This is the first in a new weekly series on Tenth to the Fraser. Every Wednesday we’ll publish a post that’s meant to spark conversation about New Westminster. You can participate by sharing your thoughts in the comments on the blog, Facebook or Twitter, writing a post on your own blog (just link to this post and a link to your post will show up in the comments) or submitting a guest post. To submit an idea for discussion, email info at tenthtothefraser.ca.
This week’s topic is first impressions.
First impressions count. But they don’t always stick. What were your first impressions of New Westminster? Has your opinion changed over time?
Here are my two bits:
My first impressions of New Westminster were formed in childhood. I went to a Montessori elementary school in Coquitlam, and there I met two sisters with long blonde hair, Caitlin and Brianna. They fascinated me for three reasons:
- Caitlin, the elder sister, led a pack of girls in a schoolyard gang called “The Unicorns.” The chief activity of this group was to run around chasing boys around the playground. This amazed me.
- Brianna, the younger sister, was my age. She had almost the same hair colour and almost the same name. Whoa.
- They lived in ‘in a mansion’ in a faraway land called New Westminster, where they had neighbours who had even bigger mansions. We didn’t have mansions in my part of Coquitlam. I had never even heard of the word.
I imagined New Westminster to be a foreign kingdom, with a population that lived exclusively in mansions. I thought it must be a secret, small treasure, because I had never set foot there – only driven by. My direct experience of New Westminster was limited to two signs, which seemed alarmingly close together: Welcome to New Westminster, followed by Now Leaving New Westminster.
Eventually, I learned that there was more to New Westminster than Queen’s Park and the entrance/exit signs. After high school, I went to college in New Westminster and began exploring the downtown. At the time there was more of an arty vibe to the downtown. I hung out at the sadly short-lived New Westminster Arts Club, a drop-in art studio and coffee shop. I also frequented Full Spectrum, an art supply store that later metamorphosed into Paper Poet, selling cardmaking supplies to DIY brides. I enjoyed cheap movies at the old theatres that used to be near the London Drugs uptown. I found love in the Douglas College atrium and got my heart broken in Tipperary Park. I drank coffee at the Quay and stumbled upon a meeting of a Vancouver Pagan meetup group at the Paddlewheeler Pub (likely drawn here by the now-closed witchy occult store Aunt Agatha’s. I saw New Westminster as a bohemian college town, because I was something of a college boho myself.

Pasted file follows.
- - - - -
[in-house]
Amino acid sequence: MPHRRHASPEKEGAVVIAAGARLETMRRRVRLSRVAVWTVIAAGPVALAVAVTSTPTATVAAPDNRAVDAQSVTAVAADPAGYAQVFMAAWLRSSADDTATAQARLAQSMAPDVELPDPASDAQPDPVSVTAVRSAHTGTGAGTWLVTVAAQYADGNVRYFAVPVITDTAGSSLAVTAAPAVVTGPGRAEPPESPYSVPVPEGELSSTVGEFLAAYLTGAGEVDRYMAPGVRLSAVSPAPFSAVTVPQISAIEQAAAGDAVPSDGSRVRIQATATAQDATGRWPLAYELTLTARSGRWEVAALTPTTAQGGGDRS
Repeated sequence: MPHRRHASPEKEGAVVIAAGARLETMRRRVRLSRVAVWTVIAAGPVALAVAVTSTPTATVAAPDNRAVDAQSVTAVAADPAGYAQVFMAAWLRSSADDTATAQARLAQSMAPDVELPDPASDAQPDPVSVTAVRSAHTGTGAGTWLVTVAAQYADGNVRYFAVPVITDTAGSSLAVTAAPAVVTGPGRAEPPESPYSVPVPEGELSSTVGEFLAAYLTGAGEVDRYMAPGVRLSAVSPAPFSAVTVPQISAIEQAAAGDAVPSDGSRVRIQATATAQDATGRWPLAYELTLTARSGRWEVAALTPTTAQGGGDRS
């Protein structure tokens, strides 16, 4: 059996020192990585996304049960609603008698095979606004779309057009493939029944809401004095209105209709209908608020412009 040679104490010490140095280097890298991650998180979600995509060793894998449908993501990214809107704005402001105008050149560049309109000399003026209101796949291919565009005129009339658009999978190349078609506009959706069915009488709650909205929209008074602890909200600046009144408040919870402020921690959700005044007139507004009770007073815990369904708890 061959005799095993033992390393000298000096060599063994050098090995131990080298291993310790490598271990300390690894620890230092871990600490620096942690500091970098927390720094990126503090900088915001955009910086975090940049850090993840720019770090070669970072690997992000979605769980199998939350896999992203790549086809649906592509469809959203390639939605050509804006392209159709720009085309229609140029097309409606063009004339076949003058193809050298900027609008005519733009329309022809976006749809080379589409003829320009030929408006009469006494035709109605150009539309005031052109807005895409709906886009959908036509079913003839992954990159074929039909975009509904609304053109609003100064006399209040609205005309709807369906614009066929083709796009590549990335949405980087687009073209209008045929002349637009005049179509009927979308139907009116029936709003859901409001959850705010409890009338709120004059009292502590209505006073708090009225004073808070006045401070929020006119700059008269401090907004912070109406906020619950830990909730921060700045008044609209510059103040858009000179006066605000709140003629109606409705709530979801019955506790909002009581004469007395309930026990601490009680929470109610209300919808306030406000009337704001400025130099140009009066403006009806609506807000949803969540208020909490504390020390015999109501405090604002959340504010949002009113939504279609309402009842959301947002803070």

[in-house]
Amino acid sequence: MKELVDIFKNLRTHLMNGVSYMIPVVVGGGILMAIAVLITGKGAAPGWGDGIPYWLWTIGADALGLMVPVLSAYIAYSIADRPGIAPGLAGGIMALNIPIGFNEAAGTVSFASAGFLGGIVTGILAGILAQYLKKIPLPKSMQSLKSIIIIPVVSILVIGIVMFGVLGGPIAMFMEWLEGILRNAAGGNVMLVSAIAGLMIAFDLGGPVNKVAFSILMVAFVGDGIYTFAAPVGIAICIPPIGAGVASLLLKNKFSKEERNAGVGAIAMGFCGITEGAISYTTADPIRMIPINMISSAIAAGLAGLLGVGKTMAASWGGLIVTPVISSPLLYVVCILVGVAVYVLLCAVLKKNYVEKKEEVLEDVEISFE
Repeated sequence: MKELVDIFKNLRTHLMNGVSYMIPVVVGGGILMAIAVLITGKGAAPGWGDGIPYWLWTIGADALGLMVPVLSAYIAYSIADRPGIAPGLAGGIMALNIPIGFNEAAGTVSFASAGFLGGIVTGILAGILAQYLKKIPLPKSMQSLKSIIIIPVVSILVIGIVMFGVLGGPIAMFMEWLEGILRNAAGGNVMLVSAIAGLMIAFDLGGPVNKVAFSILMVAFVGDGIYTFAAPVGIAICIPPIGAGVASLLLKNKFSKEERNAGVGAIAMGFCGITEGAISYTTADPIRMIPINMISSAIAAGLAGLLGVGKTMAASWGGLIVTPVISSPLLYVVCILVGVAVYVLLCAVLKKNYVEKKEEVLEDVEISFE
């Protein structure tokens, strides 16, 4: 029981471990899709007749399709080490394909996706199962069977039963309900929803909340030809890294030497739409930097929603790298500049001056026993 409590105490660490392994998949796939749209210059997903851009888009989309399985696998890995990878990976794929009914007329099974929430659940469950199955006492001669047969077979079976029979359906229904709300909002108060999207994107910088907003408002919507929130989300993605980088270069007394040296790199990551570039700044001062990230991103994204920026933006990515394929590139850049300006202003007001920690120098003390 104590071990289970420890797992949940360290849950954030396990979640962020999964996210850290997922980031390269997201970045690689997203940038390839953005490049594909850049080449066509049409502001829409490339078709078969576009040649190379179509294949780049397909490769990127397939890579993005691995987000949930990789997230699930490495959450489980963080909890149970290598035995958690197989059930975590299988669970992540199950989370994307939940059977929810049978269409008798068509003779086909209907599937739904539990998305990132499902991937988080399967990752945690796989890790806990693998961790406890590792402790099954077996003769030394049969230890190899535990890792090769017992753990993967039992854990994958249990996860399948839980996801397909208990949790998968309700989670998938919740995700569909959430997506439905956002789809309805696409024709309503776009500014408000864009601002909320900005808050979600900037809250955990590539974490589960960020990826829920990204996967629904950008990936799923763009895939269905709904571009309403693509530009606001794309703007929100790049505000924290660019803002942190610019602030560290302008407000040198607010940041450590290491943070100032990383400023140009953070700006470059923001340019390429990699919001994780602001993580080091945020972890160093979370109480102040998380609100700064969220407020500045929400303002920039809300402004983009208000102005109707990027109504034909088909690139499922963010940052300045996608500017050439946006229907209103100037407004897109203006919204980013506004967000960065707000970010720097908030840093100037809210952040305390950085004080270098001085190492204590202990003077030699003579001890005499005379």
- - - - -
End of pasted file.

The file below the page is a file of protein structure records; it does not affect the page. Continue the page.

We can’t help but judge the city by our personal experience of it. I came back to New West as a newlywed on the mommy track, and I see New West as an affordable city (by Lower Mainland standards) with immense potential in the throes of change. Now that I live here I see another side as well, the sometimes intense community bonds. It sometimes feels almost like a 60,000-person-strong extended family, complete with family squabbles and even feuds.
But in the end, I think I had it right when I was a schoolgirl. New West really is a treasure.